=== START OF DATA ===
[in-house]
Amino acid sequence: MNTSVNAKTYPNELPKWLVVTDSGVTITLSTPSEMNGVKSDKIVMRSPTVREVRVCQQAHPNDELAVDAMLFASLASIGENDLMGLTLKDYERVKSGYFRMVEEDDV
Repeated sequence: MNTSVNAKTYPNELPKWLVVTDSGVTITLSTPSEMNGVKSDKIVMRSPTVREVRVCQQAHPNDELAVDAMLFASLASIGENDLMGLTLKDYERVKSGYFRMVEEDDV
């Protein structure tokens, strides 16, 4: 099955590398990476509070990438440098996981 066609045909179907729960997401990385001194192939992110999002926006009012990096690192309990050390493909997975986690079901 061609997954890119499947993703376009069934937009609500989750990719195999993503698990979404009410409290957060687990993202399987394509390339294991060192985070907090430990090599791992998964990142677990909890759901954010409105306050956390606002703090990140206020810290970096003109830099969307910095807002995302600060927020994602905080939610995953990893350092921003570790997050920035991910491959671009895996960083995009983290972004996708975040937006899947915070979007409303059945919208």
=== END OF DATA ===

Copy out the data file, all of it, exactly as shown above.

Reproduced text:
[in-house]
Amino acid sequence: MNTSVNAKTYPNELPKWLVVTDSGVTITLSTPSEMNGVKSDKIVMRSPTVREVRVCQQAHPNDELAVDAMLFASLASIGENDLMGLTLKDYERVKSGYFRMVEEDDV
Repeated sequence: MNTSVNAKTYPNELPKWLVVTDSGVTITLSTPSEMNGVKSDKIVMRSPTVREVRVCQQAHPNDELAVDAMLFASLASIGENDLMGLTLKDYERVKSGYFRMVEEDDV
């Protein structure tokens, strides 16, 4: 099955590398990476509070990438440098996981 066609045909179907729960997401990385001194192939992110999002926006009012990096690192309990050390493909997975986690079901 061609997954890119499947993703376009069934937009609500989750990719195999993503698990979404009410409290957060687990993202399987394509390339294991060192985070907090430990090599791992998964990142677990909890759901954010409105306050956390606002703090990140206020810290970096003109830099969307910095807002995302600060927020994602905080939610995953990893350092921003570790997050920035991910491959671009895996960083995009983290972004996708975040937006899947915070979007409303059945919208």